Shaping up DDC: Department Announces Plan to Stem Delays and Cost Overruns


When it finally opens this summer, the Hunters Point Community Library will be an architectural delight. Designed by Steven Holl Architects, with inkblot windows, glass imported from Spain, and a rooftop reading garden, the 22,000-square-foot building will be a welcome addition to the Long Island City, Queens waterfront. It will also be one of the most bloated public projects in the city, having taken close to a decade to complete, at a cost of over $1,700 per square foot.

The Hunters Point Library is an exaggerated case of an endemic problem of delays and cost overruns at the Department of Design and Construction, which oversees many of the city’s capital projects.

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Last month, the DDC released a strategic plan to address these issues, part of the effort from the agency’s new Commissioner Lorraine Grillo to reform the agency. Grillo, who is also the CEO and president of the School Construction Authority, was appointed to the DDC position by Mayor Bill de Blasio last July.

“We came in very well aware of the issues, which really boiled down to whether we can deliver on time and deliver on budget, while still maintaining the quality we hold ourselves to,” said Jamie Torres Springer, the DDC’s first deputy commissioner, who also joined in July 2018, from the private sector.

The goal of the plan is to improve the pipeline, so projects move from concept to construction faster, manage active projects more effectively and modernize internal systems so that the various stakeholders can communicate with less friction.

Jonathan Bowles, the president of the nonprofit group Center for an Urban Future, said his organization was pleased with the plan. “It’s fairly rare for government to own up to its problems,” he said. “I have to really applaud what’s happening.”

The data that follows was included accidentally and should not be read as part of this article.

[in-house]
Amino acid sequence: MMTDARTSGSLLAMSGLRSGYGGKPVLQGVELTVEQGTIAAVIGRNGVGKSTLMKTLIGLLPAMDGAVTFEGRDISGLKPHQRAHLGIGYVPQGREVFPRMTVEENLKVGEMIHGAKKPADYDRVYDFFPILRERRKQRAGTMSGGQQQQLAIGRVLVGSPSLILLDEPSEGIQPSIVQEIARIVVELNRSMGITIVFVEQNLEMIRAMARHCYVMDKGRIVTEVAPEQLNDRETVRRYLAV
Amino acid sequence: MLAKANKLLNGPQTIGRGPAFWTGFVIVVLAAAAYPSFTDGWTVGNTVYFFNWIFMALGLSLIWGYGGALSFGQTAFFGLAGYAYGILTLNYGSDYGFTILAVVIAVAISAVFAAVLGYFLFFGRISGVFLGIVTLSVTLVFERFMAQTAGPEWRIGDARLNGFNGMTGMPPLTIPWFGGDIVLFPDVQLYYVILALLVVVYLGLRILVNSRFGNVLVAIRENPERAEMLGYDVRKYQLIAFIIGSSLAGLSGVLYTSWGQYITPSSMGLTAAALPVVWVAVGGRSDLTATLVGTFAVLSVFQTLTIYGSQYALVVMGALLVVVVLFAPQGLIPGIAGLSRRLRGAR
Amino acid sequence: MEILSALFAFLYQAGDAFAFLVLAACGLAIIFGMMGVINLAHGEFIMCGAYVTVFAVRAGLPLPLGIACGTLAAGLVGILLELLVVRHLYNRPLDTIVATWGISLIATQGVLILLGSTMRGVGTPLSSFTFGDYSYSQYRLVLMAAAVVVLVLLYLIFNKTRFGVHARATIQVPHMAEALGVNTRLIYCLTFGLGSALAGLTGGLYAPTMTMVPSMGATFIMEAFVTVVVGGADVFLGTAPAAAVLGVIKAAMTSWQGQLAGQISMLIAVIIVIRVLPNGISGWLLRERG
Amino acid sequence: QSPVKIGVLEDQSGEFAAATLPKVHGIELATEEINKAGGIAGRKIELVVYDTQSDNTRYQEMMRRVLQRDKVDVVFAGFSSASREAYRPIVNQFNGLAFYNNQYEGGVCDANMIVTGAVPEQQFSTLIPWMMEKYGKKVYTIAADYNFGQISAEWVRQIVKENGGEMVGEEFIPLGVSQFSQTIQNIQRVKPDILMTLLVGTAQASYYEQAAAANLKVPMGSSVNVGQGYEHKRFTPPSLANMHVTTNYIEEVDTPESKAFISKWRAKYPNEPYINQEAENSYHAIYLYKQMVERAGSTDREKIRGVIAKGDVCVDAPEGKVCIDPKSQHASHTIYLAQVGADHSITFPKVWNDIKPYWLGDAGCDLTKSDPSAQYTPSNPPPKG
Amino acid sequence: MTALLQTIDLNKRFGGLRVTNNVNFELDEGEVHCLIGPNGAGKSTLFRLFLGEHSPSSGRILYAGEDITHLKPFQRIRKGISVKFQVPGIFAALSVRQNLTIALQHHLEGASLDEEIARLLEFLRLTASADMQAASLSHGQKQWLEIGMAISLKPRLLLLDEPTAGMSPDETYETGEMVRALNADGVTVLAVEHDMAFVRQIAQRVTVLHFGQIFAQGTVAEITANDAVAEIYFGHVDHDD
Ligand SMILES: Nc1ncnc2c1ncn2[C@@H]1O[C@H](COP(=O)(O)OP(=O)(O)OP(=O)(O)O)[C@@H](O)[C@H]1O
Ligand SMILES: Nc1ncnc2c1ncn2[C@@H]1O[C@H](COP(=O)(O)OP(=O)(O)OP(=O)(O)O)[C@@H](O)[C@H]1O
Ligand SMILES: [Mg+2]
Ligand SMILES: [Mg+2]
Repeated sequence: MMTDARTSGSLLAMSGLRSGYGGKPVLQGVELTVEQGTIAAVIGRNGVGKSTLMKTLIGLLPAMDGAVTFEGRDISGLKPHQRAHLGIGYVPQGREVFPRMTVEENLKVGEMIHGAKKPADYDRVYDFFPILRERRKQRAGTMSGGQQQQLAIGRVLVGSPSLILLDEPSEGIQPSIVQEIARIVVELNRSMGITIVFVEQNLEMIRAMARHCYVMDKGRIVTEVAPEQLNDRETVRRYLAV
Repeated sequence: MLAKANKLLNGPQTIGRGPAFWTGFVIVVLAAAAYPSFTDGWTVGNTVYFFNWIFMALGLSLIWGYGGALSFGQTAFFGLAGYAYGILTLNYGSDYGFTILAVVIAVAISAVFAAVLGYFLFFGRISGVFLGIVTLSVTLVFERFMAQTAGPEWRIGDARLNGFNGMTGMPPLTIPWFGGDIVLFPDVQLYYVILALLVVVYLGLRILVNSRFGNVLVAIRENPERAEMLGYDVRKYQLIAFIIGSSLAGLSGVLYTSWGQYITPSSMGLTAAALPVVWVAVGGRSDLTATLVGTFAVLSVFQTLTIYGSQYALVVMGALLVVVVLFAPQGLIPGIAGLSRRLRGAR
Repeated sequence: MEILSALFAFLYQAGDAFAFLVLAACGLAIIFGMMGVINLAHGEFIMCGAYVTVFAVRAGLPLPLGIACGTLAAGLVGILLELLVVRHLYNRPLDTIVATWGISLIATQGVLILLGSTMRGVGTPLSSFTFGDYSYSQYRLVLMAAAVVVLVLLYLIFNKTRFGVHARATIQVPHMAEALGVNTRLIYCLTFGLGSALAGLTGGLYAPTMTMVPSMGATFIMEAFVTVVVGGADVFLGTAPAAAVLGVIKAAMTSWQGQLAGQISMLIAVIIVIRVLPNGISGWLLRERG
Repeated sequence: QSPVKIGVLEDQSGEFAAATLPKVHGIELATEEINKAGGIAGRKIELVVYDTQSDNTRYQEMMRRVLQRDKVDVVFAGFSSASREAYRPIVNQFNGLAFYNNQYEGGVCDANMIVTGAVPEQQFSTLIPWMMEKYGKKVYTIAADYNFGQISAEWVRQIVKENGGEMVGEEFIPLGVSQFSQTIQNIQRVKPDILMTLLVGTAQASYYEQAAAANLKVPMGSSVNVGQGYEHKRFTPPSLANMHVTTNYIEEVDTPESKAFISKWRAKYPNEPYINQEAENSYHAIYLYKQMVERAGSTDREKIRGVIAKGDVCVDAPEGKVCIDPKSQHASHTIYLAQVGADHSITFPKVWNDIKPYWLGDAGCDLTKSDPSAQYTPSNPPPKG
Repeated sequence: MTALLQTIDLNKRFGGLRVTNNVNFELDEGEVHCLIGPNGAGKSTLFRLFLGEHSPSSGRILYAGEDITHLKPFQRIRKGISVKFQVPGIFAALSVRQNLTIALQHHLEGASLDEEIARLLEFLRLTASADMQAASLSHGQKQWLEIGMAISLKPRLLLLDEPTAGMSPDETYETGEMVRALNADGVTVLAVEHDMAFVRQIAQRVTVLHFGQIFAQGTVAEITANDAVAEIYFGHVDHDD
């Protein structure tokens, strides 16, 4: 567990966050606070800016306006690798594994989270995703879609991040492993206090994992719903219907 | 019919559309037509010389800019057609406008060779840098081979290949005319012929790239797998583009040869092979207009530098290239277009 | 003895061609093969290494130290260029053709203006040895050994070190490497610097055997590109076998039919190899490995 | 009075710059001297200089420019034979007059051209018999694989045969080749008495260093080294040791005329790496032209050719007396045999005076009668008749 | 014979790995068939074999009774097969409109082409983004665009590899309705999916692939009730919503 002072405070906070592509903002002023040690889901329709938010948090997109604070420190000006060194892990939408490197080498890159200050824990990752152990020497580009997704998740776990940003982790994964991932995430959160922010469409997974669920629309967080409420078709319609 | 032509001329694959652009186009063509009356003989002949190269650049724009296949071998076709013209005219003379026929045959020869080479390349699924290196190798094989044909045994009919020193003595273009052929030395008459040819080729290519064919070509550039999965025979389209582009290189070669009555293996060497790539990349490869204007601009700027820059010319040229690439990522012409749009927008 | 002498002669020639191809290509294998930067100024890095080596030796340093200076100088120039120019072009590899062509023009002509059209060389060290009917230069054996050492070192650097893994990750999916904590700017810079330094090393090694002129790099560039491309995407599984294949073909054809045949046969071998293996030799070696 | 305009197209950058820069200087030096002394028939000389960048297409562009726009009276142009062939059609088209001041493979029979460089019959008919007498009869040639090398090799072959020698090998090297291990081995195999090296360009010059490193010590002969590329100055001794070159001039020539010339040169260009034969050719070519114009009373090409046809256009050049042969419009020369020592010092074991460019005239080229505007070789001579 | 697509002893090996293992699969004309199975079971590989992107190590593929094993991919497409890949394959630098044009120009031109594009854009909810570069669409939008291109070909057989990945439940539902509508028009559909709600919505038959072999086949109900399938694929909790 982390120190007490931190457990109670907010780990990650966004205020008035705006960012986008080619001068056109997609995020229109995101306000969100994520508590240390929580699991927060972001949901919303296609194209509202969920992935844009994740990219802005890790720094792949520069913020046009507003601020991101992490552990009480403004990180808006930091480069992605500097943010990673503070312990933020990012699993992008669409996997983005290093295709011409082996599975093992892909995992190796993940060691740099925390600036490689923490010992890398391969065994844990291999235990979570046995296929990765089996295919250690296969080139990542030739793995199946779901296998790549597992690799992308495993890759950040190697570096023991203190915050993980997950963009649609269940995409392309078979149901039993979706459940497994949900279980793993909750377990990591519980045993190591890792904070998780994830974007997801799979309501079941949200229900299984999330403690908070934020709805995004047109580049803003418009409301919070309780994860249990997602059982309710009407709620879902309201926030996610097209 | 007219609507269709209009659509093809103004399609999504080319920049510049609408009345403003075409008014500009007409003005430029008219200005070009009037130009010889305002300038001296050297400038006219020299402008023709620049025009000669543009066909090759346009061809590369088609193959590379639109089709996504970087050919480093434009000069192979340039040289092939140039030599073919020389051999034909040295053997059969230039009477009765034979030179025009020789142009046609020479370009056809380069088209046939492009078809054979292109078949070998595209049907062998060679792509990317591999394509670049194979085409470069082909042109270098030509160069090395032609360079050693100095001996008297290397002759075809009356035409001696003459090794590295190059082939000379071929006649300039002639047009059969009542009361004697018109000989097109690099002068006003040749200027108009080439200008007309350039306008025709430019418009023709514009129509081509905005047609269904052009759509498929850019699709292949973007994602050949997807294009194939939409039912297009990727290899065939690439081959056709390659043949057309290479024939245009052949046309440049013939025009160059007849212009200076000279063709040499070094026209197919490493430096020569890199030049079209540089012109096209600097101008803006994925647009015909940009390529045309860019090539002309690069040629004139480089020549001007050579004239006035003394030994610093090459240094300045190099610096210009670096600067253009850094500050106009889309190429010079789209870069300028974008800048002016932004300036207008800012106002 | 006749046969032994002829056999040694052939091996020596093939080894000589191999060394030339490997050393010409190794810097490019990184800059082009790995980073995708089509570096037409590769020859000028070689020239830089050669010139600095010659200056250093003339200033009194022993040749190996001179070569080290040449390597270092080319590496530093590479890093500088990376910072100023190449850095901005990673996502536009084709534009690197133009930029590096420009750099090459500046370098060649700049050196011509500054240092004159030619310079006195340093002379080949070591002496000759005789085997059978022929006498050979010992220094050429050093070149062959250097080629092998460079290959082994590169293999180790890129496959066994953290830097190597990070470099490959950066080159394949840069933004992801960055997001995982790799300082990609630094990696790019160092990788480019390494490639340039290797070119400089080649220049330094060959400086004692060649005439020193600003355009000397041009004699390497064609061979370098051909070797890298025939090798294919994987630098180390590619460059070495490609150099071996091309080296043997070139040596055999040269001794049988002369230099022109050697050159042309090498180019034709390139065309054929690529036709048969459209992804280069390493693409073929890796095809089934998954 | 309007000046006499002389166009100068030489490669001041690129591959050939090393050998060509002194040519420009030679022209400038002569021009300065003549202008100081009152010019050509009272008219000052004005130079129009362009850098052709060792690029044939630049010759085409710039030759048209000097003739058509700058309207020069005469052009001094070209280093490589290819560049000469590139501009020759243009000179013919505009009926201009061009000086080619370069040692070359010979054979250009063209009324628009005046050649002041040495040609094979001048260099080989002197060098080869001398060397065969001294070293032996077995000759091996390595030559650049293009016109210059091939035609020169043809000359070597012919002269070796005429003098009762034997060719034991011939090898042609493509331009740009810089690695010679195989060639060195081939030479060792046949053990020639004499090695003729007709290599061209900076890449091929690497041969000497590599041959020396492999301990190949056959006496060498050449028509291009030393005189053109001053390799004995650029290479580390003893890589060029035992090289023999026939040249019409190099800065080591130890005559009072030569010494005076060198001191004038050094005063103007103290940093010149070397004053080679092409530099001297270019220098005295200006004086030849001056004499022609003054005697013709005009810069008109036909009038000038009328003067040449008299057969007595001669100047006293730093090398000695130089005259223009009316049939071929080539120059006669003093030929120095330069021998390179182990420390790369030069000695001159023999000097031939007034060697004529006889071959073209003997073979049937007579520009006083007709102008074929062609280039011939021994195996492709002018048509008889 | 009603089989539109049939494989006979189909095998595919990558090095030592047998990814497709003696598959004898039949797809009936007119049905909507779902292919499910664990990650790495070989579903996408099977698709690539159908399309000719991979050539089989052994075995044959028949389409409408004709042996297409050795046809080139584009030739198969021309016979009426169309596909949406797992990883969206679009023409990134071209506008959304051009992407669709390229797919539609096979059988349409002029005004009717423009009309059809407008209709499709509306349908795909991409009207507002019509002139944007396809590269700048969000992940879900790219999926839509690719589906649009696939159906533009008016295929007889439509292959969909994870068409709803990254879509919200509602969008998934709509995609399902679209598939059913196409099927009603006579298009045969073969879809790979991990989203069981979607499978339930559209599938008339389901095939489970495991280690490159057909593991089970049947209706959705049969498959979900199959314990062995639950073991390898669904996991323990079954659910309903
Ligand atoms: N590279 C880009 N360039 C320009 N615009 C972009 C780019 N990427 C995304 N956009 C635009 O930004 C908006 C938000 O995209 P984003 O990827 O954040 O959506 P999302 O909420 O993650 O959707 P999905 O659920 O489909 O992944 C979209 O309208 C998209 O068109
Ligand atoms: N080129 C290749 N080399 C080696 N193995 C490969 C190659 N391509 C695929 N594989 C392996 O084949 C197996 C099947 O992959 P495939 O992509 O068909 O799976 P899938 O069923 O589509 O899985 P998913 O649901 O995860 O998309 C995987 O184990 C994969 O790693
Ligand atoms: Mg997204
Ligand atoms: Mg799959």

A 2017 report from the CUF highlighted the scope of the problems at the department. The report, which focused on libraries, found that the median cost for a DDC library project, including new construction and repairs, was $930 per square foot, roughly double the cost to build an office tower, and that 36 percent of the projects took more than six years to complete, based on an analysis of 144 projects between 2010 and 2014. The Hunter’s Point Library is just one example, though an egregious one. It was approved in 2011 after several years of planning, with a budget of $30 million, and originally scheduled to open in 2014. The cost is now up to $39 million, with the opening scheduled for some time this summer, according to DDC.

In particular, reforms intend to address the pre-construction process, where many of the delays occur, as well as improve the process for making changes once a project is underway, according to Torres Springer. “An improved pipeline means that our projects need to be approved and started much faster, and that we’re very clear about what the project is at the start, to minimize changes midstream, which really trip us up,” Torres Springer said. Currently, a change order can take up to a year to process, he said.

Louis Colletti, the CEO and president of the Building Trades Employers’ Association, said the plan was “very sophisticated, and a step in the right direction.” He said the key for its success going forward is getting contractors paid on time, because that will reduce costs.  

“They put out 10 reforms, and each of them is critical,” said Carlo Scissura, the president and CEO of the New York Building Congress who was also supportive of the plan. He pointed to the issue of change orders, modernizing the procurement process, and the implementation of a design-build, rather than design-bid-build, approach as crucial aspects of the plan to reform the agency.

The DDC currently has $13.5 billion worth of active projects under management, the majority of which is managed by its infrastructure arm, which works with the city’s department of Transportation and the Department of Environmental Protection to repave roads, protect against flooding and repair sewage pipes. The DDC also works with other city agencies, especially the Office of Management and Budget, which needs to approve each capital project. Another agency is the New York Police Department on the Bjarke Ingels-designed 40th Precinct in the Bronx, which has experienced delays.

“DDC has put out a very important blueprint for reform, but if they don’t get the help they need from OMB and other city agencies that they work with, it’s not going to be as effective as it sounds,” Bowles said.